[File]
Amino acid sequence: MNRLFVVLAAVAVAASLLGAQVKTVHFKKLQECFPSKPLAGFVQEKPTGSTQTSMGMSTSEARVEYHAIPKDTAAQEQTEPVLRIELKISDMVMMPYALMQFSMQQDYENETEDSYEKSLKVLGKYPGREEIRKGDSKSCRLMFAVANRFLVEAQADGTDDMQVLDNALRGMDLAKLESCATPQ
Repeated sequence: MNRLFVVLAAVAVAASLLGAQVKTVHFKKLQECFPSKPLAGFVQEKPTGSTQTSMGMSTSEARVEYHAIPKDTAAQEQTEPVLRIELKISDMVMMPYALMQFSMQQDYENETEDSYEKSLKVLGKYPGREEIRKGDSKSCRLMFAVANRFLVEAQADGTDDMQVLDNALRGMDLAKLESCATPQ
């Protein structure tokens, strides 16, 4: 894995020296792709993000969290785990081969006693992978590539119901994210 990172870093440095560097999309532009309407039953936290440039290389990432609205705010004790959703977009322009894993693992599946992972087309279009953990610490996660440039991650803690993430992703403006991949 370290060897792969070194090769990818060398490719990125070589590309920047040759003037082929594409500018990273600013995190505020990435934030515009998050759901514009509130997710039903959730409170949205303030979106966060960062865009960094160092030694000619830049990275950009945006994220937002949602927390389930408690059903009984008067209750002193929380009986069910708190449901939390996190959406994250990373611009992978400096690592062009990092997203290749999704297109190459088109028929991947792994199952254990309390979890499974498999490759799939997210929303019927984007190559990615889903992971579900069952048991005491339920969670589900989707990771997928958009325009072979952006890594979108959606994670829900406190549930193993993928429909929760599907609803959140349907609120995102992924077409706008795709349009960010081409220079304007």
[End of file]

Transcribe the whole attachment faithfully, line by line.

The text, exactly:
Amino acid sequence: MNRLFVVLAAVAVAASLLGAQVKTVHFKKLQECFPSKPLAGFVQEKPTGSTQTSMGMSTSEARVEYHAIPKDTAAQEQTEPVLRIELKISDMVMMPYALMQFSMQQDYENETEDSYEKSLKVLGKYPGREEIRKGDSKSCRLMFAVANRFLVEAQADGTDDMQVLDNALRGMDLAKLESCATPQ
Repeated sequence: MNRLFVVLAAVAVAASLLGAQVKTVHFKKLQECFPSKPLAGFVQEKPTGSTQTSMGMSTSEARVEYHAIPKDTAAQEQTEPVLRIELKISDMVMMPYALMQFSMQQDYENETEDSYEKSLKVLGKYPGREEIRKGDSKSCRLMFAVANRFLVEAQADGTDDMQVLDNALRGMDLAKLESCATPQ
């Protein structure tokens, strides 16, 4: 894995020296792709993000969290785990081969006693992978590539119901994210 990172870093440095560097999309532009309407039953936290440039290389990432609205705010004790959703977009322009894993693992599946992972087309279009953990610490996660440039991650803690993430992703403006991949 370290060897792969070194090769990818060398490719990125070589590309920047040759003037082929594409500018990273600013995190505020990435934030515009998050759901514009509130997710039903959730409170949205303030979106966060960062865009960094160092030694000619830049990275950009945006994220937002949602927390389930408690059903009984008067209750002193929380009986069910708190449901939390996190959406994250990373611009992978400096690592062009990092997203290749999704297109190459088109028929991947792994199952254990309390979890499974498999490759799939997210929303019927984007190559990615889903992971579900069952048991005491339920969670589900989707990771997928958009325009072979952006890594979108959606994670829900406190549930193993993928429909929760599907609803959140349907609120995102992924077409706008795709349009960010081409220079304007």